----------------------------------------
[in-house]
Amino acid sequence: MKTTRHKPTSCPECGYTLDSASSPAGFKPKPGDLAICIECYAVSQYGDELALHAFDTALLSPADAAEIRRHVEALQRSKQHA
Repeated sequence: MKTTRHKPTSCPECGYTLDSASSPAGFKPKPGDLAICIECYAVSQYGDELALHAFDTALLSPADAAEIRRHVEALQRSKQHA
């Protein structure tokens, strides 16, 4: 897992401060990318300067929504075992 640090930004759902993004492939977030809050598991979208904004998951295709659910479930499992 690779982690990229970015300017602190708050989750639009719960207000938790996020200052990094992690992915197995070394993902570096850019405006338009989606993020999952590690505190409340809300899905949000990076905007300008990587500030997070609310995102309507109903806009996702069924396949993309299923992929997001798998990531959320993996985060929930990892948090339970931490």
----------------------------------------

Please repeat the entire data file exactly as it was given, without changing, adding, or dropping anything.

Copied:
[in-house]
Amino acid sequence: MKTTRHKPTSCPECGYTLDSASSPAGFKPKPGDLAICIECYAVSQYGDELALHAFDTALLSPADAAEIRRHVEALQRSKQHA
Repeated sequence: MKTTRHKPTSCPECGYTLDSASSPAGFKPKPGDLAICIECYAVSQYGDELALHAFDTALLSPADAAEIRRHVEALQRSKQHA
């Protein structure tokens, strides 16, 4: 897992401060990318300067929504075992 640090930004759902993004492939977030809050598991979208904004998951295709659910479930499992 690779982690990229970015300017602190708050989750639009719960207000938790996020200052990094992690992915197995070394993902570096850019405006338009989606993020999952590690505190409340809300899905949000990076905007300008990587500030997070609310995102309507109903806009996702069924396949993309299923992929997001798998990531959320993996985060929930990892948090339970931490």